Following the 9/11 attacks on our nation, President Bush addressed a joint session of Congress on September 20, 2001 and said, “Our ‘war on terror’ begins with al-Qaeda, but it does not end there. It will not end until every terrorist group of global reach has been found, stopped and defeated.”
In order to defeat an enemy, we must be able define our enemy. In the days since 9/11, our nation has been involved in a war most Americans were not aware we were even fighting. It is a war we are currently losing – a war of information.
The 9/11 Commission was a bi-partisan group that investigated the 9/11 terrorism attacks on our nation. This Commission “interviewed over 1,200 people in 10 countries and reviewed over two and a half million pages of documents, including some closely guarded classified national security documents.” A final report of the Commission’s findings was released on July 22, 2004.
The language used to describe the attacks on our nation in the 9/11 Commission report reflected the research of the Commission. Here are some examples of the words used and the number of times they appeared in the report: Enemy (39), Jihad (126), Muslim (145), Islam (322), Muslim Brotherhood (5), Religious (65), al Qaeda (36), and Violent Extremism (3).
The Muslim Public Affairs Council (MPAC) along with other Muslim groups attacked the report. MPAC said, “Terminology is important in defining our goals as well as removing roadblocks into hearts and minds. The 9/11 Commission identifies Islamist terrorism as the threat. The Muslim Public Affairs Council recommends that the US government find other terminology.”
This began a sterilization of the language our government uses regarding terror that continues today.
For example, in 2008, the FBI Counter-terrorism Analytical Lexicon was published. The document’s stated purpose is “to help standardize the terms used in FBI analytical products dealing with counterterrorism.” In this document, the words enemy, jihad, Muslim, Islam, Muslim Brotherhood, and al Qaeda are no longer used. Violent extremism is used 29 times and religious only 3 times. Our enemy, terrorist organizations such as al-Qaeda have been quite clear regarding their motivation. Removing language that is part of that motivation simply makes it more difficult to defeat them.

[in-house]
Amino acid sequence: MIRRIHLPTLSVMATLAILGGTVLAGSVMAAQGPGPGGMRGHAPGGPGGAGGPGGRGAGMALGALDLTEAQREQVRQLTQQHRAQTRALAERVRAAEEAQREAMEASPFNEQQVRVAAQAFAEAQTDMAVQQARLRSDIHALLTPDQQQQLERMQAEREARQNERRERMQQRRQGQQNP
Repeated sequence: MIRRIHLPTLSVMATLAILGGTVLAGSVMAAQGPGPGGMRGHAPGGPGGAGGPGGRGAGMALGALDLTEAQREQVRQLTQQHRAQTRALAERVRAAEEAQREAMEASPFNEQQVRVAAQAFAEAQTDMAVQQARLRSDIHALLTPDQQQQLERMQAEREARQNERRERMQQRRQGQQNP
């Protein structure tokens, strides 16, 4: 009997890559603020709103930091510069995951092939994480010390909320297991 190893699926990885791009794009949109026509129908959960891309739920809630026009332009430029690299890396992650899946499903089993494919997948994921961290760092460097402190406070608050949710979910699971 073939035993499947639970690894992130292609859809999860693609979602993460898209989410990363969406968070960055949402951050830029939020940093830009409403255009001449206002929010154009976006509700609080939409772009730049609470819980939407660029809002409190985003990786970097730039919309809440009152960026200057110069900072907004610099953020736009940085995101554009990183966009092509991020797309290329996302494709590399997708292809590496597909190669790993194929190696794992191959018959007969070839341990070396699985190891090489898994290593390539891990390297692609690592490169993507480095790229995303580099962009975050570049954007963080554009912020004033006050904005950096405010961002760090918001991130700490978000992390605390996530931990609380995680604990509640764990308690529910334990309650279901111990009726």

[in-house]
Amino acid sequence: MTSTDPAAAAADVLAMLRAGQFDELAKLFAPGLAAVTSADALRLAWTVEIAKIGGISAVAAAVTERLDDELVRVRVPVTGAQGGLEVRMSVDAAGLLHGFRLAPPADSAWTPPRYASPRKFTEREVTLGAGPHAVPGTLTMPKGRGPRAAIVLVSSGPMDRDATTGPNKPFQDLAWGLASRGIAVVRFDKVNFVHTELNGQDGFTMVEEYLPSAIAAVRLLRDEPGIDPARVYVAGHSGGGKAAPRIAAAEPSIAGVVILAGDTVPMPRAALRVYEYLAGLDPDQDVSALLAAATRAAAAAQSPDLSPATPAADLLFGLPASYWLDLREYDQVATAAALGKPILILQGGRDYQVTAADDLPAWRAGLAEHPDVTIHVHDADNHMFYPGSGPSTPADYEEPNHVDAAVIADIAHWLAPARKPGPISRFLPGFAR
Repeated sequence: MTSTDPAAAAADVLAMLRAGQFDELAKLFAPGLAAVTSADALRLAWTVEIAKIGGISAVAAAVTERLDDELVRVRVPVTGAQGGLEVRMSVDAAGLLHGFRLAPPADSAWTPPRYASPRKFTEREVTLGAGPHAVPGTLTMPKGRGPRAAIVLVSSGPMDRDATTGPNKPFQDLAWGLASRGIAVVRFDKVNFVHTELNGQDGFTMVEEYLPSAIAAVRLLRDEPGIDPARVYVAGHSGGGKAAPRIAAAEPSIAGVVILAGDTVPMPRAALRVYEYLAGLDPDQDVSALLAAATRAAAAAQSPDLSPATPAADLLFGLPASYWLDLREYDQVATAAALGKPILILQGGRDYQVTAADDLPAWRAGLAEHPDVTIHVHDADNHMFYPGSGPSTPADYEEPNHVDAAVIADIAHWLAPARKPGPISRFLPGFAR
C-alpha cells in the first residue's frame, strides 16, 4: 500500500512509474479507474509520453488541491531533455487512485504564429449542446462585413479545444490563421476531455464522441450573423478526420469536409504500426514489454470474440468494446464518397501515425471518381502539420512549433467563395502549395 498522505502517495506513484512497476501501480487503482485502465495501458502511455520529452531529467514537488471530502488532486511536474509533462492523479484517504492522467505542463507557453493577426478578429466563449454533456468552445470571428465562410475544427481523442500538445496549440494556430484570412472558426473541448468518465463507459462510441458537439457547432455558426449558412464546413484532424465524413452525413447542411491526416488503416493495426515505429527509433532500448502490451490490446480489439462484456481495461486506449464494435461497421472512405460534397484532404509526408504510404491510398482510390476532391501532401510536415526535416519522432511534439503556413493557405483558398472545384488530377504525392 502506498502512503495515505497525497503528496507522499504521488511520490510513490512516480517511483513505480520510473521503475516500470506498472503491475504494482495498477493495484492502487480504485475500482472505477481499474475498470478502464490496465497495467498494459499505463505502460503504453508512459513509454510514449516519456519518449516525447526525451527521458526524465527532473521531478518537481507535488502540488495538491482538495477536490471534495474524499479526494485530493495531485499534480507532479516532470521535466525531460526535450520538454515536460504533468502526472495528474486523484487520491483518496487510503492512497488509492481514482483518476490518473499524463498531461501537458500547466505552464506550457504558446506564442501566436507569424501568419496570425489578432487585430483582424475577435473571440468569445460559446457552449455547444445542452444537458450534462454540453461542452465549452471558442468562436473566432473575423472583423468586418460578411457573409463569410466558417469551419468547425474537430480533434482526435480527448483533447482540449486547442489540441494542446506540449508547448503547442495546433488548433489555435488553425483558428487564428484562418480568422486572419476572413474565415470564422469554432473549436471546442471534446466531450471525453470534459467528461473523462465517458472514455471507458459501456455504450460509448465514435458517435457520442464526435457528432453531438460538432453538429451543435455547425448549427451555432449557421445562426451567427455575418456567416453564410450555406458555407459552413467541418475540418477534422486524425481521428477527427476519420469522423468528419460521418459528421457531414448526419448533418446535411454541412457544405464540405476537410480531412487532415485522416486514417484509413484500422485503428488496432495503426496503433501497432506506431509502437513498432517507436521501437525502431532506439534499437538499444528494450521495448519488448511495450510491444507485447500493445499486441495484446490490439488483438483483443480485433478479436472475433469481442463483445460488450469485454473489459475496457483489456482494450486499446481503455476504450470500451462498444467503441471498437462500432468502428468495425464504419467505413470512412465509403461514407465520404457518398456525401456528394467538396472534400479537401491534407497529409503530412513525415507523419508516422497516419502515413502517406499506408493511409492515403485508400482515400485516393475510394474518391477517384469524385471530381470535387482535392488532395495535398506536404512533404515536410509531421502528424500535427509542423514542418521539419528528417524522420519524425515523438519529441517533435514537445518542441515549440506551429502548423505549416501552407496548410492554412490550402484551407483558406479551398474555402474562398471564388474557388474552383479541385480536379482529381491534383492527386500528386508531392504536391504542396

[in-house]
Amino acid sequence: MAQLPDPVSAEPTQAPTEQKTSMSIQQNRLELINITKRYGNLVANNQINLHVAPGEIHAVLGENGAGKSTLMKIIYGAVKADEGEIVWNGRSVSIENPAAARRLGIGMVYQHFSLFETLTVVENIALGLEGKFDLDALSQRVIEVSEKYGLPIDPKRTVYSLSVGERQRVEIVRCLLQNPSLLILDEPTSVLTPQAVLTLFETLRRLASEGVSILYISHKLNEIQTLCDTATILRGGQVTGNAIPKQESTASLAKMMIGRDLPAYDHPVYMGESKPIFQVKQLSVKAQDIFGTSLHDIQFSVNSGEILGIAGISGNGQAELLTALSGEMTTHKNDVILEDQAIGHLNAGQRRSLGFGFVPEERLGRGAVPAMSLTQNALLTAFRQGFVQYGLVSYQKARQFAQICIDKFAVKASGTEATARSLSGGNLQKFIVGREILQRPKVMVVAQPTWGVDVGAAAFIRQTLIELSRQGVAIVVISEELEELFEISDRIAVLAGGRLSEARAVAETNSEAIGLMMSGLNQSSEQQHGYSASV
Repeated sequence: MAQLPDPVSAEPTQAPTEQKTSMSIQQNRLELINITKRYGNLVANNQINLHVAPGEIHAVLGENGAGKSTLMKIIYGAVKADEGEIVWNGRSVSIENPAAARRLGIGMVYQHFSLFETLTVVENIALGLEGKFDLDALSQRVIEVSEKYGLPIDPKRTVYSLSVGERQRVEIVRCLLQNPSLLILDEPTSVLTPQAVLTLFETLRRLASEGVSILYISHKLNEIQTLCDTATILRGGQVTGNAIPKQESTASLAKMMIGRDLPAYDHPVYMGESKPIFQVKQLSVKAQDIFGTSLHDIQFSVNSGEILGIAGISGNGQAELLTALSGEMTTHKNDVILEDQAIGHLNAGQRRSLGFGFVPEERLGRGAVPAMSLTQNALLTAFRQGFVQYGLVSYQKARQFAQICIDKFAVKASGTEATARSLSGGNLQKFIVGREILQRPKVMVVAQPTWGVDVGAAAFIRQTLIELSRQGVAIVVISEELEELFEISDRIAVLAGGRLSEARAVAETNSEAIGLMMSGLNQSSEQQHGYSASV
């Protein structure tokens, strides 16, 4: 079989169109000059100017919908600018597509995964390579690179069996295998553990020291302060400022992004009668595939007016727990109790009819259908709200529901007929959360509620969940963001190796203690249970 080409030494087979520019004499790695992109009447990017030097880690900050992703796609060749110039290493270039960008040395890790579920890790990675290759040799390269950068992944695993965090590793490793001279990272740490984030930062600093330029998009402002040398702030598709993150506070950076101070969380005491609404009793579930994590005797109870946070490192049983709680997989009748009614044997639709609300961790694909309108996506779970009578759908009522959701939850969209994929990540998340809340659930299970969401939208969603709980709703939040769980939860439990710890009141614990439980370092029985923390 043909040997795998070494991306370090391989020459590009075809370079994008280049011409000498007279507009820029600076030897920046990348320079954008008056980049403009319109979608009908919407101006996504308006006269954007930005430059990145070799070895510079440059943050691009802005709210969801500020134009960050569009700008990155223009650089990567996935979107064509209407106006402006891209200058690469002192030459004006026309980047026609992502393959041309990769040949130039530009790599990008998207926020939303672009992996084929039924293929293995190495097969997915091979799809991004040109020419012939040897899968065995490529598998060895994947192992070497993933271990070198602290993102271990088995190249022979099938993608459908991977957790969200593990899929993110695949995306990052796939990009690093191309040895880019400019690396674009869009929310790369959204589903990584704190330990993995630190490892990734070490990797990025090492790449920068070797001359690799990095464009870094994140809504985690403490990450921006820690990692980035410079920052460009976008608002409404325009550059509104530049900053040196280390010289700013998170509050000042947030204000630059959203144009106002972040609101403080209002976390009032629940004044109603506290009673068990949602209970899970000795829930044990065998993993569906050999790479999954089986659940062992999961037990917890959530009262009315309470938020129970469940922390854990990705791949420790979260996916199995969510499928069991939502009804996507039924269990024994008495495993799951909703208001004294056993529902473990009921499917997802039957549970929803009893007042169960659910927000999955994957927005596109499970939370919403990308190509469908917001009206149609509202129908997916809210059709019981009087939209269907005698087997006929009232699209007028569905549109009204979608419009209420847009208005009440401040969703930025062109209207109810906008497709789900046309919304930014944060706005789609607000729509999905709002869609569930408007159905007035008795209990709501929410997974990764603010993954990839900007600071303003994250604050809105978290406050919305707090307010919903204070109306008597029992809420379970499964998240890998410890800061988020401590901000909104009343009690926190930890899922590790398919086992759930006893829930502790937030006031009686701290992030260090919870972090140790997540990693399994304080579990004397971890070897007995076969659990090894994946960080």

Major Nidal Hasan, a US Army officer shot and killed 13 people and injured 32 at the Soldiers Readiness Processing Center at Fort Hood, Texas on November 5, 2009. He shouted “Allahu Akbar” (Allah is Great) as he shot the unarmed soldiers and civilians. Hasan had met Anwar al-Awlaki, now deceased al-Qaeda leader and exchanged e-mails with him prior to the attack. After the attack, a Senate report described it as “the worst terrorist attack on U.S. soil since September 11, 2001,” and said Hasan had become an adherent of “violent Islamist extremism.”
In 2010 the Department of Defense released, Protecting the Force: Lessons from Fort Hood a review of the Fort Hood incident. In this report the word “religious” is used 59 times, but there is no mention of enemy, Muslim, Islam, or jihad. Although Major Hasan was in contact with al-Qaeda and the Muslim Brotherhood, neither one of these organizations are mentioned in the report. Even more incredibly, Major Hasan, the single shooter in the Ft. Hood incident is never mentioned in the Fort Hood report. In addition, the Department of Defense labeled the incident “workplace violence.”
PRAYER FOR GOVERNMENT
- If an enemy cannot be identified, it cannot be defeated. Pray that our government will stop being politically correct and use language to define the enemies against our nation honestly, thoroughly and accurately.
- Pray for leaders within our government to stand up and stop allowing outside interest groups to control the language of security documents that are further weakening our country.
- Pray that any group that has a voice within the government of the United States will first give allegiance to our government over any foreign ties.
- Pray that Muslims and Muslim organizations who desire to live in peace and who support the U.S. Constitution will rise up, take a stand and make their voices heard.